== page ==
Banner photo of Larry Eugene Meredith, Ronald Tipton and Patrick Flynn, 2017.

The good times are memories
In the drinking of elder men...

-- Larry E.
Time II

Wednesday, March 23, 2016


 Downingtown did not have middle schools in the 1950s. You went to Elementary School for six years, not counting kindergarten. There were three years of Junior High School followed by three of Senior High. There was one teacher and one classroom each grade for those first six years. The only deviation was for Music and Gym.  (Picture left: Mrs. Yost and my sixth grade class.)

Beginning with Fourth Grade we had what they called Gyn. A Physical Education teacher would come twice a week and lead us through some kind of activity. In the cold or wet weather we would play such things as Dodge Ball or Steal the Bacon in a large room in the basement. We even had square dancing once in awhile.
We would go outside when the weather permitted. We might still play Dodge Ball out on the blacktop, which was fine by me. If there was one thing I was good at it was dodging. I was quick and skinny. We played sports such as baseball and soccer. We also played Kick Baseball and Capture the Flag. I knew how to play soccer., more than my classmates, the only team sport I could make such a claim about. I must have learned it at West Whiteland, where they played a lot of soccer, which was my only memory of that school. I couldn’t remember actually playing it while there though. I had vague images of bleachers and people playing was all. This was another piece of the puzzle that was West Whiteland for me.
Other than soccer, I was usually chosen near last for teams. I actually wasn’t that bad at most of these games by Sixth Grade, but I still wasn’t popular. I was very bad at Basketball. I wouldn’t have picked me for Basketball either. I could throw the ball through the hoop easily enough. I did well in games such as H-O-R-S-E, but in an actual game of Basketball I got totally confused. I fowled all the time, threw the ball to the other team or simply stood around like a rock.
The Gym teacher who came to East Ward was the principal of the West Ward Elementary School and his name was Mr. Dreibelbis. I remember he wore glasses and had acme scars on his cheeks. He was not a harsh coach.
Once a week we had Music. Mr. Joseph Poltrone was the Music Teacher. I though he had the perfect name, Poltrone sounded like a musical instrument. He also was the director of the bands for both East Ward and West Ward Grade Schools as well as the Junior High. He recruited for Band in fourth grade. I was one of those he talked into it.
I choose to play the Clarinet. The school supplied a loaner instrument and Mr. Poltrone gave some initial lessons. I didn’t last long on the "licorice stick". I could not get the hang of pressing the keys with both my right and left hands. After a couple weeks I switched to the trumpet. The trumpet only had three valves to worry about all played with the right hand. I didn’t have to fool around with those temperamental reeds with a Trumpet either.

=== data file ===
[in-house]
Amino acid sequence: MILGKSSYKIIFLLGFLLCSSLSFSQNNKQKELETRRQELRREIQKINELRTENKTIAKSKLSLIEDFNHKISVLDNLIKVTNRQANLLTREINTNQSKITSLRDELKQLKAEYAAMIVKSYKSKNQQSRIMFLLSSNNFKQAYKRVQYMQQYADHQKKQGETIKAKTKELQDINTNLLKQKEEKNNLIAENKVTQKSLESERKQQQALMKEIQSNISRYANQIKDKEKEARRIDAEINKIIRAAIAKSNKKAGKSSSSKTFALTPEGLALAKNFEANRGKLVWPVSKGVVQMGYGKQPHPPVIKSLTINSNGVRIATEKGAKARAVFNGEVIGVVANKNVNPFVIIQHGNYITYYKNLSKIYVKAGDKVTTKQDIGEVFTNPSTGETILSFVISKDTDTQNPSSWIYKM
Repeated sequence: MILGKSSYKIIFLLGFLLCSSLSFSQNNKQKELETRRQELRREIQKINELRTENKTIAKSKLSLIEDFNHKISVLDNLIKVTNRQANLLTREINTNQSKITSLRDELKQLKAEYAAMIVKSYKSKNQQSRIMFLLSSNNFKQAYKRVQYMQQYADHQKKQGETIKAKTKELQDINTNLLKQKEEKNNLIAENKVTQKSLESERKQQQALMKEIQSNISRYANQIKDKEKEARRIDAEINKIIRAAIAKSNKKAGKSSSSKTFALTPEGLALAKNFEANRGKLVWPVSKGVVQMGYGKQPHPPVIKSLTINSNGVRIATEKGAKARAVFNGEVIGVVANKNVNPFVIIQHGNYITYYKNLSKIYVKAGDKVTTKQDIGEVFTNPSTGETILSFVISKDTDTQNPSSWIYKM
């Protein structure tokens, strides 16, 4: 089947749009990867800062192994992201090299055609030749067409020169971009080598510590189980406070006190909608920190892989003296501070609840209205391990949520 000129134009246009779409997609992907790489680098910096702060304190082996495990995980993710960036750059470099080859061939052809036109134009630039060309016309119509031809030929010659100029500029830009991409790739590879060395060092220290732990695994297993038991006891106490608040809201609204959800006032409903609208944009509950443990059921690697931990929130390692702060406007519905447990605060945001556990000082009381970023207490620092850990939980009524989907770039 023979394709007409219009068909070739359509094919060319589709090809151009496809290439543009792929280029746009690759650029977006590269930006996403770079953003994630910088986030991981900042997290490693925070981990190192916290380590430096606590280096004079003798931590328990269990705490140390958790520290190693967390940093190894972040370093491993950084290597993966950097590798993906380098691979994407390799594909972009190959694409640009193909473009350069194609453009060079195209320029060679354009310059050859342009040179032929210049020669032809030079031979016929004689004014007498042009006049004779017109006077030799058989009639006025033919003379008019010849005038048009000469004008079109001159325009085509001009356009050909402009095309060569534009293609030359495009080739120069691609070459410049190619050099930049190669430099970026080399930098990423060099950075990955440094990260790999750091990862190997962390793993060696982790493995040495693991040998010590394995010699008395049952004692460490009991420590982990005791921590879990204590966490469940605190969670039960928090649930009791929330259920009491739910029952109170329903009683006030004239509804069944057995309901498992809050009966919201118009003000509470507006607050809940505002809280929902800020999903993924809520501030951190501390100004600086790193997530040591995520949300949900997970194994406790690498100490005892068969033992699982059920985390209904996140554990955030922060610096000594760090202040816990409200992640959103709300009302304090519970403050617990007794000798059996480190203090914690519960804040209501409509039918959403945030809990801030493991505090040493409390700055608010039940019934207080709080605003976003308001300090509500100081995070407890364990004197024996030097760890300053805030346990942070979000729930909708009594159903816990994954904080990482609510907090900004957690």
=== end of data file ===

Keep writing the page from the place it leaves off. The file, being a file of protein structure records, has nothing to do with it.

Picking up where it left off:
My mother and grandmother took me to a store in Coatesville and bought me my own Trumpet. We rode the Short Line Bus both ways because they still hadn’t learned to drive. Next they enrolled me for lessons with a private tutor. My trumpet teacher was Mr. Miller. He was the son of my barber, Clarence Miller. Once a week I would go to Mr. Miller’s house (pictured left) located  on Manor Avenue, near the Jr.-Sr. High School, for an hour and torture the poor man with my bleats.
Actually I learned to play well enough to get by in band. I had trouble tuning the horn because of my hearing glitch, but thankfully the Trumpet didn’t go out of tune very often. It wasn’t as complicated to tune as a guitar, something I taught myself to play many years later.
Some of my friends were in East Ward Band except Ronald, Dave Fidler and Bill Brookover. Bill wasn’t in Band, but he did play the accordion. Gary Kinzey played Saxophone. Teddy Miller played slide trombone and Stuart played a brass instrument called the Baritone (pictured right). It looked something like a tuba, but was smaller and had a higher pitch level. Dave did play the violin, but there weren’t any strings in the East Ward Band.
We didn’t march either. We did play a couple concerts. I played all four years from Fourth through Sixth.

The administrators realized the transition from Grade School to Junior High was difficult for some. When the Sixth Grade school year was nearing its end the school board set aside one day in late spring to acquaint us with Junior High.
On a day in May Mrs. Yost led us through the streets of Downingtown to the Junior High School (on the left is me in front of the Junior High emoting, “I have arrived”, 1953). They brought all the Sixth Grades in the district there on that same day. Mr. Dreibelbis came with the West Warders.
If the visit was to reassure us, it failed. The hallways were crowded with older kids all in a rush between classes. They shoved, bumped into and snarled at us. Everybody looked so much bigger than we were.